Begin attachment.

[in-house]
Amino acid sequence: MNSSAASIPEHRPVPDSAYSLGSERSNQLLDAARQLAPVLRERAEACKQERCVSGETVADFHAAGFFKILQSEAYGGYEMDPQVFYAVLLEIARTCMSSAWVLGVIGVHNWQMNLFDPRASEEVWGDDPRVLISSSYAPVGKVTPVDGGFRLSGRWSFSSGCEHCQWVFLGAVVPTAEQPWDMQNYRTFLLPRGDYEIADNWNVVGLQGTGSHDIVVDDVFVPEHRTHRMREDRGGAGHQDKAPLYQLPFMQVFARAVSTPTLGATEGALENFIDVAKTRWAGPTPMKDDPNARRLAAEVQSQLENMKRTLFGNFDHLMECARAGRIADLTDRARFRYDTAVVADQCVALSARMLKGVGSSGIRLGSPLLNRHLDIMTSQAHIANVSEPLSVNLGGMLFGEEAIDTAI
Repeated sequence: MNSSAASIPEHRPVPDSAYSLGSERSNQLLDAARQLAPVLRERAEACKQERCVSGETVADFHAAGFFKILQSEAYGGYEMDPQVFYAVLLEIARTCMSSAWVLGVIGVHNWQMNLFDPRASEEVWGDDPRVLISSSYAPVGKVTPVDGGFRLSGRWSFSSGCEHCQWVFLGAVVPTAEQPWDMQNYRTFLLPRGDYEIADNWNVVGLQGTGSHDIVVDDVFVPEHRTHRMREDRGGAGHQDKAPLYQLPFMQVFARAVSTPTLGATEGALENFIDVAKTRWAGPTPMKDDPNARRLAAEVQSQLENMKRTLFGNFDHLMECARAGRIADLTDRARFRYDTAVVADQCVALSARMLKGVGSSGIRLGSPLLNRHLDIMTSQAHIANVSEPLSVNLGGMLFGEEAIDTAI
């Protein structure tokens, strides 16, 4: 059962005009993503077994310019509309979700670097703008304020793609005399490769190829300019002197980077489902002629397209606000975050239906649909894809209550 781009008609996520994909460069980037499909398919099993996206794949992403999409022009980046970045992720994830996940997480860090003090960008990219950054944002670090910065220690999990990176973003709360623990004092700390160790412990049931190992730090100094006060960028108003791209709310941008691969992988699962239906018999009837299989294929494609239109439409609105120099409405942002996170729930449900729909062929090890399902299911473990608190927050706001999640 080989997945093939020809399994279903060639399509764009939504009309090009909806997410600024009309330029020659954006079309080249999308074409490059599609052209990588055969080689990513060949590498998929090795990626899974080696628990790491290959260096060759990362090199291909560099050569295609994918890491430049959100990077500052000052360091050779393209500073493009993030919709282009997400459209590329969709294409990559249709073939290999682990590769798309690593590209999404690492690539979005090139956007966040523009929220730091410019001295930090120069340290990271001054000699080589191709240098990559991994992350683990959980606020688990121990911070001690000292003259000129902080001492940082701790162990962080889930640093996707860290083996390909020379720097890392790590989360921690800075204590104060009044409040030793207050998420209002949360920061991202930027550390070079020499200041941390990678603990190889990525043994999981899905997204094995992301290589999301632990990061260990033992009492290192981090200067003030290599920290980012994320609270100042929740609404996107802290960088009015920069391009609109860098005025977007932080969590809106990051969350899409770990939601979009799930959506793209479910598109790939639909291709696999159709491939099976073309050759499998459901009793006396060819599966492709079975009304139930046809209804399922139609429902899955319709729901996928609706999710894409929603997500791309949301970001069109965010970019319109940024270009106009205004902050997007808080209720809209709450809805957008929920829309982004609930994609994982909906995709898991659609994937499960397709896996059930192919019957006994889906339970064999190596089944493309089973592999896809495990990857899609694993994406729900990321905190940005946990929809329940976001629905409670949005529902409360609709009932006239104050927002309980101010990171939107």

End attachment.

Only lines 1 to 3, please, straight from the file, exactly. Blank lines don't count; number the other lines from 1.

[in-house]
Amino acid sequence: MNSSAASIPEHRPVPDSAYSLGSERSNQLLDAARQLAPVLRERAEACKQERCVSGETVADFHAAGFFKILQSEAYGGYEMDPQVFYAVLLEIARTCMSSAWVLGVIGVHNWQMNLFDPRASEEVWGDDPRVLISSSYAPVGKVTPVDGGFRLSGRWSFSSGCEHCQWVFLGAVVPTAEQPWDMQNYRTFLLPRGDYEIADNWNVVGLQGTGSHDIVVDDVFVPEHRTHRMREDRGGAGHQDKAPLYQLPFMQVFARAVSTPTLGATEGALENFIDVAKTRWAGPTPMKDDPNARRLAAEVQSQLENMKRTLFGNFDHLMECARAGRIADLTDRARFRYDTAVVADQCVALSARMLKGVGSSGIRLGSPLLNRHLDIMTSQAHIANVSEPLSVNLGGMLFGEEAIDTAI
Repeated sequence: MNSSAASIPEHRPVPDSAYSLGSERSNQLLDAARQLAPVLRERAEACKQERCVSGETVADFHAAGFFKILQSEAYGGYEMDPQVFYAVLLEIARTCMSSAWVLGVIGVHNWQMNLFDPRASEEVWGDDPRVLISSSYAPVGKVTPVDGGFRLSGRWSFSSGCEHCQWVFLGAVVPTAEQPWDMQNYRTFLLPRGDYEIADNWNVVGLQGTGSHDIVVDDVFVPEHRTHRMREDRGGAGHQDKAPLYQLPFMQVFARAVSTPTLGATEGALENFIDVAKTRWAGPTPMKDDPNARRLAAEVQSQLENMKRTLFGNFDHLMECARAGRIADLTDRARFRYDTAVVADQCVALSARMLKGVGSSGIRLGSPLLNRHLDIMTSQAHIANVSEPLSVNLGGMLFGEEAIDTAI